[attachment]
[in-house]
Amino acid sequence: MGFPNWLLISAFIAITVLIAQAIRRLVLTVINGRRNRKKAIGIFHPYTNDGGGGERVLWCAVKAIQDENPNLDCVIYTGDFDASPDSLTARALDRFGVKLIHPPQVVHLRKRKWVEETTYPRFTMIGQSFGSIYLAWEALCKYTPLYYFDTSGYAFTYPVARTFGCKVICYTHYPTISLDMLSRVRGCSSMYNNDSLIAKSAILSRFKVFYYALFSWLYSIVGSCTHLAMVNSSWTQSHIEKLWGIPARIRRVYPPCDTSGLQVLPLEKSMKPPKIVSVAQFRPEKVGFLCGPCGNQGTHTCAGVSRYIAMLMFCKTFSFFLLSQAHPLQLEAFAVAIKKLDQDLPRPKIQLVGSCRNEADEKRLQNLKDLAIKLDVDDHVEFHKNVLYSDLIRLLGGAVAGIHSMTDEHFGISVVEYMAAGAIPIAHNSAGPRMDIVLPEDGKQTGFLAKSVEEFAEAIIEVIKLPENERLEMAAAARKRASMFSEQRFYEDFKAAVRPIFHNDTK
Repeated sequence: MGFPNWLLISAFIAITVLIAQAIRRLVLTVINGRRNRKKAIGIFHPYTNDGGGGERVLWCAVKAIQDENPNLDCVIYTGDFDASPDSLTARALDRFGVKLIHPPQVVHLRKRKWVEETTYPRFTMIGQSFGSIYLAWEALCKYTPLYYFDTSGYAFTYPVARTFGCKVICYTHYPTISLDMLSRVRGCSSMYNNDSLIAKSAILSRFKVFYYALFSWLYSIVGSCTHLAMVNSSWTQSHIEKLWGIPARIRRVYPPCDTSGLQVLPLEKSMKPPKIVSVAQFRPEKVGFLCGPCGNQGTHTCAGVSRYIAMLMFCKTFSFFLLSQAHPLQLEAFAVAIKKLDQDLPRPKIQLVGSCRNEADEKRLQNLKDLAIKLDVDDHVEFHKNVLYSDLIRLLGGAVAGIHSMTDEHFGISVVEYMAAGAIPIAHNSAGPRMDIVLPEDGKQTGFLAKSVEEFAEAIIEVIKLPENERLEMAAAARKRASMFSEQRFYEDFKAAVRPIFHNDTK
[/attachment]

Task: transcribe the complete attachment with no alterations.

[in-house]
Amino acid sequence: MGFPNWLLISAFIAITVLIAQAIRRLVLTVINGRRNRKKAIGIFHPYTNDGGGGERVLWCAVKAIQDENPNLDCVIYTGDFDASPDSLTARALDRFGVKLIHPPQVVHLRKRKWVEETTYPRFTMIGQSFGSIYLAWEALCKYTPLYYFDTSGYAFTYPVARTFGCKVICYTHYPTISLDMLSRVRGCSSMYNNDSLIAKSAILSRFKVFYYALFSWLYSIVGSCTHLAMVNSSWTQSHIEKLWGIPARIRRVYPPCDTSGLQVLPLEKSMKPPKIVSVAQFRPEKVGFLCGPCGNQGTHTCAGVSRYIAMLMFCKTFSFFLLSQAHPLQLEAFAVAIKKLDQDLPRPKIQLVGSCRNEADEKRLQNLKDLAIKLDVDDHVEFHKNVLYSDLIRLLGGAVAGIHSMTDEHFGISVVEYMAAGAIPIAHNSAGPRMDIVLPEDGKQTGFLAKSVEEFAEAIIEVIKLPENERLEMAAAARKRASMFSEQRFYEDFKAAVRPIFHNDTK
Repeated sequence: MGFPNWLLISAFIAITVLIAQAIRRLVLTVINGRRNRKKAIGIFHPYTNDGGGGERVLWCAVKAIQDENPNLDCVIYTGDFDASPDSLTARALDRFGVKLIHPPQVVHLRKRKWVEETTYPRFTMIGQSFGSIYLAWEALCKYTPLYYFDTSGYAFTYPVARTFGCKVICYTHYPTISLDMLSRVRGCSSMYNNDSLIAKSAILSRFKVFYYALFSWLYSIVGSCTHLAMVNSSWTQSHIEKLWGIPARIRRVYPPCDTSGLQVLPLEKSMKPPKIVSVAQFRPEKVGFLCGPCGNQGTHTCAGVSRYIAMLMFCKTFSFFLLSQAHPLQLEAFAVAIKKLDQDLPRPKIQLVGSCRNEADEKRLQNLKDLAIKLDVDDHVEFHKNVLYSDLIRLLGGAVAGIHSMTDEHFGISVVEYMAAGAIPIAHNSAGPRMDIVLPEDGKQTGFLAKSVEEFAEAIIEVIKLPENERLEMAAAARKRASMFSEQRFYEDFKAAVRPIFHNDTK